Why Do Downhill Bikes Have Short Reach? (fast answer)

Condensed Answer: Downhill bikes have a shorter reach than enduro MTBs to keep the bike nimble despite its long wheelbase and chainstays.

If downhill bikes had the same reach as other MTBs, the bikes would become too long.

Also, downhill bikes are not used uphill and don’t have to provide maximum comfort when climbing.

Definitions

Reach. The term reach refers to the horizontal distance from the center of the bottom bracket to the middle of the head tube. (image above).

The reach has a direct impact on how big a frame feels. Two frames can be of the same size, but the one with the longer reach would create the feeling of a larger bicycle.

The Geometry of A Downhill Bike

The geometry of a downhill bike has the following characteristics:

1. Long Chainstays

The chainstays are the two rear tubes the closest to the chain (hence the name). The length of the chainstays is a very important measurement as it has a profound effect on how the bike behaves.

Downhill bikes have chainstays notably longer than those found on XC and enduro bikes. The average chainstay length of a downhill bike is about 445mm whereas that of XC and enduro models is about 430-435mm.

Downhill bikes have longer chainstays to increase the bike’s length (wheelbase) and therefore stability while simultaneously reducing the chance of “looping out” (the bike sliding in front of the rider).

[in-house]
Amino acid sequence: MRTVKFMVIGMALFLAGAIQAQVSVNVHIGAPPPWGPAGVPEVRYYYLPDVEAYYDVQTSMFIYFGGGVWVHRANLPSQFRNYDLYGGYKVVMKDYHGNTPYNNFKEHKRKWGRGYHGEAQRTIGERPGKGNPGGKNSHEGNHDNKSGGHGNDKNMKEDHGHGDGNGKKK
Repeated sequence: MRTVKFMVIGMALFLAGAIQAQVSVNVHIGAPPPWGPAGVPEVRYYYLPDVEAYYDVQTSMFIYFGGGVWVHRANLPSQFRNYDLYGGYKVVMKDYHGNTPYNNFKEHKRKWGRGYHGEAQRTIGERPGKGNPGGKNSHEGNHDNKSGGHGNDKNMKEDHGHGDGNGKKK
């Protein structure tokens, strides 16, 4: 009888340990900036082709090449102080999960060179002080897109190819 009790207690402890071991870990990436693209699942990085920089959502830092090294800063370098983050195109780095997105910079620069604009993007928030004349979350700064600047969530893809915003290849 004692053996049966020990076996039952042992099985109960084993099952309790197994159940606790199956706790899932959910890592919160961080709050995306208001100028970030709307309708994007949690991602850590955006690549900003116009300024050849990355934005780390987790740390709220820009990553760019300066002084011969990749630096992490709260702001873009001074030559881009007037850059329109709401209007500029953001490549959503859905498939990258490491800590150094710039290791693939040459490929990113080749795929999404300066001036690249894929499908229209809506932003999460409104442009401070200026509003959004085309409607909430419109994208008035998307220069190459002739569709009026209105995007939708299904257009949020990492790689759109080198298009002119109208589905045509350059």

Longer chainstays, however, make the bike less nimble and increase the effort needed to lift the front wheel for the performance of tricks such as bunny hops and manuals.

The table below compares the chainstay length of popular downhill, enduro and XC bikes.

DownhillChainstay LengthEnduroChainstay LengthXCChainstay Length

Mondraker Summum450mmCannondale Jekyll 1435mmNorco Revolver FS 2430mm
YT Industries Tues 29440mmCanyon Torque CF 8428mmSage Optimator425mm
Commencal Supreme DH439mmGT Force Carbon PRO LE434mmTrek Supercaliber 9.7430mm
Specialized Demo438-443mmNukeproof Giga 290 Carbon Factory445mmMondraker Chrono Carbon430mm
Santa Cruz V10 MX435-445mmOrbea Rallon M-Team440mmScott Spark RC435mm
Canyon Sender 6 430-446mmPivot Firebird Pro XT/XTR – Air431mmSanta Cruz Tallboy436mm
Nukeproof Dissent 920 Comp445-455mmRocky Mountain Altitude C90 Rally Edition425mmCannondale Scalpel Carbon SE436mm
Trek Sessions 29 9.9452mmSanta Cruz Bronson CC X01 AXS438mmSpecialized Epic EVO438mm

Average:441-446mmAverage:434.5mmAverage:432.5mm

2. Slack Head Tube Angle

The head tube angle is the angle formed by the head tube and the ground. Since downhill bikes are built for overcoming obstacles during a descent, they have a slack head tube angle.

Or in simpler words, the front wheel is further in front of the rider. As a result, the wheel has an easier time overcoming irregularities. There’s also a reduced chance to go over the handlebars since less of the rider’s weight is on the front wheel.

Out of all MTBs, downhill bikes have the slackest head tube angles ranging between 63 and 65 degrees.